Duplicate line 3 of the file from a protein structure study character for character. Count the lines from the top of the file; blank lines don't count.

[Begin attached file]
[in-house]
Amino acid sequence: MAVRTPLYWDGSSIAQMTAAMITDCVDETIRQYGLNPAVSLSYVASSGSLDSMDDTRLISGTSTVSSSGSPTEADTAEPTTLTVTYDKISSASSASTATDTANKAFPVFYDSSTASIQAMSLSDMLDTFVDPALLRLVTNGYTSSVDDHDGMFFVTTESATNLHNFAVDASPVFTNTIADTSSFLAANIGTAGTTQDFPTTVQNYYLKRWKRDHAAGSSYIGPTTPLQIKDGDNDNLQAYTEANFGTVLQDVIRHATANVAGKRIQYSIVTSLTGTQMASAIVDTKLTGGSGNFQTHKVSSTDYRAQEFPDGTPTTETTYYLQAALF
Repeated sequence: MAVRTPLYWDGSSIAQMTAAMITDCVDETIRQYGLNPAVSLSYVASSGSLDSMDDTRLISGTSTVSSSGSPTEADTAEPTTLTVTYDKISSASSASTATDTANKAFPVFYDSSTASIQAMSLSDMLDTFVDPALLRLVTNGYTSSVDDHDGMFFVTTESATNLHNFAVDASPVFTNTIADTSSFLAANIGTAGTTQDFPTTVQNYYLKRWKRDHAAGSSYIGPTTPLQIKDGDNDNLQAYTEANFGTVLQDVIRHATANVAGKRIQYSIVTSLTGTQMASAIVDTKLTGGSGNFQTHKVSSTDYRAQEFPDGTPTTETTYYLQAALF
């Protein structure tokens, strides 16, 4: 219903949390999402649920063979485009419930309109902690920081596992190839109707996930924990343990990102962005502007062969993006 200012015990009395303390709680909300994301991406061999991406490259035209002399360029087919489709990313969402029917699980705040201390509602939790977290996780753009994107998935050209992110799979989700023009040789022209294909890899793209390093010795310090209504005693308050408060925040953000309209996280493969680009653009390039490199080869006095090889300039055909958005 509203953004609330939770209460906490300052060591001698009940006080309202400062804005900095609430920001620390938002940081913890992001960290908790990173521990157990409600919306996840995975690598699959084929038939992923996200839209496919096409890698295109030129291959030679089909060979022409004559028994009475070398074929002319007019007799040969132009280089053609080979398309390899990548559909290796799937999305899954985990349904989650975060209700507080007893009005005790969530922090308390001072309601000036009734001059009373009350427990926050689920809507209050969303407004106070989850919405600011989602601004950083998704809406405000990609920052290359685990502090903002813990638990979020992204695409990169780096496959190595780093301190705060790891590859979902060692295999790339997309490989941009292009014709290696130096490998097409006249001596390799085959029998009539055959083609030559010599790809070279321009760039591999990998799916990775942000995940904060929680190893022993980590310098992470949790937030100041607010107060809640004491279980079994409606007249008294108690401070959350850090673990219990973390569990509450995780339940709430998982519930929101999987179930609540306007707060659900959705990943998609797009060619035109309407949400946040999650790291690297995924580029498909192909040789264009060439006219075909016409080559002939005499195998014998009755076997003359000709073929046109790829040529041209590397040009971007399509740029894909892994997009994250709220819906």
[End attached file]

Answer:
Repeated sequence: MAVRTPLYWDGSSIAQMTAAMITDCVDETIRQYGLNPAVSLSYVASSGSLDSMDDTRLISGTSTVSSSGSPTEADTAEPTTLTVTYDKISSASSASTATDTANKAFPVFYDSSTASIQAMSLSDMLDTFVDPALLRLVTNGYTSSVDDHDGMFFVTTESATNLHNFAVDASPVFTNTIADTSSFLAANIGTAGTTQDFPTTVQNYYLKRWKRDHAAGSSYIGPTTPLQIKDGDNDNLQAYTEANFGTVLQDVIRHATANVAGKRIQYSIVTSLTGTQMASAIVDTKLTGGSGNFQTHKVSSTDYRAQEFPDGTPTTETTYYLQAALF